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Teacher made a lasting impact on community

ALBUQUERQUE, N.M. — Her smile, her laugh and her work ethic is what people say they remember most about Emily James, who helped manage the concessions at Isotopes Park when she wasn’t teaching full-time with the Albuquerque Public Schools.

Emily, 37, a single mother of a young son, died July 16 at University of New Mexico Hospital, where she had been in intensive care since June 22, after experiencing a cardiac episode while working at the stadium.

“She always had a smile, was the hardest worker in the building and she was loved by everybody, from the team to the ushers, and co-workers to customers,” said Ryan Curry, assistant general manager for Spectra food services, which operates the concessions at the stadium as well as at the Albuquerque International Balloon Fiesta.

Emily worked part-time for the company for more than a decade, where she also helped in screening and hiring workers, said her mother, Rita Coleman.

In her honor, the Isotopes had a moment of silence on July 16, just prior to their game against the Fresno Grizzlies, as well as drew a chalk heart with her name just behind the umpire position at home plate.

Curry recalled working with James during the Balloon Fiesta and the lasting impression she made on him.

“We’d be out there at 2 or 3 a.m. to get ready – it’s always miserable to be there at 2 or 3 a.m. – and she’d come over and say hi before she went over to her side of the field,” he said. “She was always smiling or laughing, and you could never tell if she was having a bad day or not because she never showed it.”

Coleman said her daughter’s illness was unexpected, particularly because she was athletic, had no history of serious illness, kept busy and always had a positive attitude.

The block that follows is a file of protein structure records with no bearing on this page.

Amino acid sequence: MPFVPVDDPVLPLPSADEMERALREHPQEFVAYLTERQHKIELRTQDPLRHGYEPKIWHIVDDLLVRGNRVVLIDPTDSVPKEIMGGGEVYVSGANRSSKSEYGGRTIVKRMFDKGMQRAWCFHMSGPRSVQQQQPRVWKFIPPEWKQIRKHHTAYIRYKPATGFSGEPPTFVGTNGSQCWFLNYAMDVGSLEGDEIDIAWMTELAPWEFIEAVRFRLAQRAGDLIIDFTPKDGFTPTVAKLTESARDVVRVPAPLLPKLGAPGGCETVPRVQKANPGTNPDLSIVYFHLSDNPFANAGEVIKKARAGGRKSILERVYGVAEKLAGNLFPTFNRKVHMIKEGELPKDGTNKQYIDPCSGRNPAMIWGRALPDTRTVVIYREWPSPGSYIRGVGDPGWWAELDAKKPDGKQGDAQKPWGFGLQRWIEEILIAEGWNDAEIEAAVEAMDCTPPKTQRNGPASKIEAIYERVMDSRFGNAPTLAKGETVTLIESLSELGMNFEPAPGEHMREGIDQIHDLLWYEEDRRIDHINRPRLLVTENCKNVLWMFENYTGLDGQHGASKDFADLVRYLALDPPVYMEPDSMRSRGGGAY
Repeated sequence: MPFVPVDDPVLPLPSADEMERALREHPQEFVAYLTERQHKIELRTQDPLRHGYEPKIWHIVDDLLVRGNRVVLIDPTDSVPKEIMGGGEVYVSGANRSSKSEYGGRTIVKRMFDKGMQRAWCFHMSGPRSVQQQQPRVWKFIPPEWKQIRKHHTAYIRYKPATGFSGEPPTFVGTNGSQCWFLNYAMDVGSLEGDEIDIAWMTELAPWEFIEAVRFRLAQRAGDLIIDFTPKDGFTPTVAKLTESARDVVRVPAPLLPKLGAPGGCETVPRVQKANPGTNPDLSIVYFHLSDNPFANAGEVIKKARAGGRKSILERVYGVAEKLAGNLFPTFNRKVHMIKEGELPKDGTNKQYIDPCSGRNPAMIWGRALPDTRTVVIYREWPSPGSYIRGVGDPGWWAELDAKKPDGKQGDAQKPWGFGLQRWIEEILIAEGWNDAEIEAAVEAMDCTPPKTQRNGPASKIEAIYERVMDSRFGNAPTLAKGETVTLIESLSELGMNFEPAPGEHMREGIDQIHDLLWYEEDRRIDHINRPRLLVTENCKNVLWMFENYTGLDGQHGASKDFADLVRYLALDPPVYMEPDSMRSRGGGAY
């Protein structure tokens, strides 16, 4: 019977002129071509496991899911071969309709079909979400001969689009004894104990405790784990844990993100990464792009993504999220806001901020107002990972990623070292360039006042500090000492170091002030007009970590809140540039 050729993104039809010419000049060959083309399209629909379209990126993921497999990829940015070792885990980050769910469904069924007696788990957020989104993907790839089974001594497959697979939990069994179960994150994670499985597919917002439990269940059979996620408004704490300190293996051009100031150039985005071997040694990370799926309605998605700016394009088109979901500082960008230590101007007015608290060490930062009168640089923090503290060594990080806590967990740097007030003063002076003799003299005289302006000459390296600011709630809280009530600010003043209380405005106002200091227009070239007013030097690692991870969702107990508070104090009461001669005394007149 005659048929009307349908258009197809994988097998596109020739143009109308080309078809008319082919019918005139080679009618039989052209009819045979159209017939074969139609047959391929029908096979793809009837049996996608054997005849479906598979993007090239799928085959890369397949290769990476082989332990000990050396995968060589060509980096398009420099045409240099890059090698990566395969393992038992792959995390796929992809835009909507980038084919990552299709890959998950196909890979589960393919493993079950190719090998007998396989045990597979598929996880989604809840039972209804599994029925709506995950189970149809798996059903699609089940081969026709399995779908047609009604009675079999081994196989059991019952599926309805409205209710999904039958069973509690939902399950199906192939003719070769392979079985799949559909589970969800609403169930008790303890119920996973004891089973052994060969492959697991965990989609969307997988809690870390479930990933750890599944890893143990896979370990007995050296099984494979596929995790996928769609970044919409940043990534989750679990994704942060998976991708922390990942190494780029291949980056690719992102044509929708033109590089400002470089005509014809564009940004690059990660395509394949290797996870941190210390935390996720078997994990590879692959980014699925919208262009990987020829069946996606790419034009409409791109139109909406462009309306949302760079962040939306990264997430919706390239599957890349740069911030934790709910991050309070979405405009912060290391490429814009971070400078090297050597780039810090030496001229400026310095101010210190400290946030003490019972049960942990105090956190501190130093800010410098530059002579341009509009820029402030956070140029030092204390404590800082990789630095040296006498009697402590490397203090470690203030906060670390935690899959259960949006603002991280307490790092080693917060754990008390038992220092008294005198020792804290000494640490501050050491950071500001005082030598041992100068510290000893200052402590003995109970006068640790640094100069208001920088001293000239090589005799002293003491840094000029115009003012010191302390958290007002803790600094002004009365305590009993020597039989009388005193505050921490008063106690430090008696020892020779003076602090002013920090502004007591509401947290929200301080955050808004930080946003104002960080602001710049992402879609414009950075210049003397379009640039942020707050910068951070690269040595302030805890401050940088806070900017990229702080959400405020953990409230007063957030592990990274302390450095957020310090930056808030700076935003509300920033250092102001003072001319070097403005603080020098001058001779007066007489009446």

Exactly what caused the cardiac episode also “remains a mystery,” she said. “That week, she said she didn’t feel good, so she went to see a doctor. They ran tests, but didn’t see anything. Later, while she was in the ICU, they did other tests but still couldn’t see anything.”

Emily was in a medically induced coma for part of the time she was in the hospital. She never regained full consciousness, and her condition never improved, her mother said.

Sadly, Coleman’s husband, Emily’s father, Dan Coleman, had his own cardiac event that landed him in the same ICU where his daughter was being treated. He has since recovered and has been released from the hospital.

“In her first days in the hospital, about 100 people came to see her, often bringing flowers and food,” Coleman said. “Many were former students, and one was a young man she hired to work for Spectra. He has cerebral palsy and came 90 minutes on buses to see her. He told me if it wasn’t for Emily, he wouldn’t have any job. What all this tells me is Emily was much loved.”

Above all, Emily was a devoted and loving mother to her 11-year-old son, Evan, with whom she shared custody and co-parenting responsibilities with her former husband, Ben James.

A native of Albuquerque, Emily attended Bellehaven Elementary School, Grant Middle School and Sandia High School, before going to the University of New Mexico, where she earned a degree in health education and physical education. She was an honors student for much of her academic career.

She subsequently worked at Highland High School, teaching health education for the last 15 years. To honor her memory, the school will build a flower and rock garden in her name, her mother said.

Athletic, Emily loved swimming, competed on swimming teams and played water polo, Coleman said. She also enjoyed gardening, particularly growing flowers and vegetables, and she loved to dance and sing.

An animal lover, Emily cared for two dogs, two cats, a fish and a turtle at the time of her death.

“As a child Emily was always curious, fearless and independent, and being the only girl in a family with three brothers, if she saw the boys doing something, she felt she should be able to do it, too,” said her mother.

Emily also had a side that was “very girly, and she attended all the school proms and dances.”

Capable, kind and hard working, Emily was the first among her friends to move into her own apartment, and later bought her own home at age 19.

In addition to son Evan, his father Ben James, and parents Rita and Dan Coleman, Emily is also survived by brothers Dan Coleman of Clovis, Eric Coleman of Sacramento, Calif., and Robert Coleman of Albuquerque, as well as numerous aunts, uncles and other relatives.

A memorial service for her will be held July 30, at 10:30 a.m., at Sangre de Cristo Catholic Church, 8901 Candelaria NE.

The family requests that donations in Emily’s name be made to Animal Humane New Mexico.

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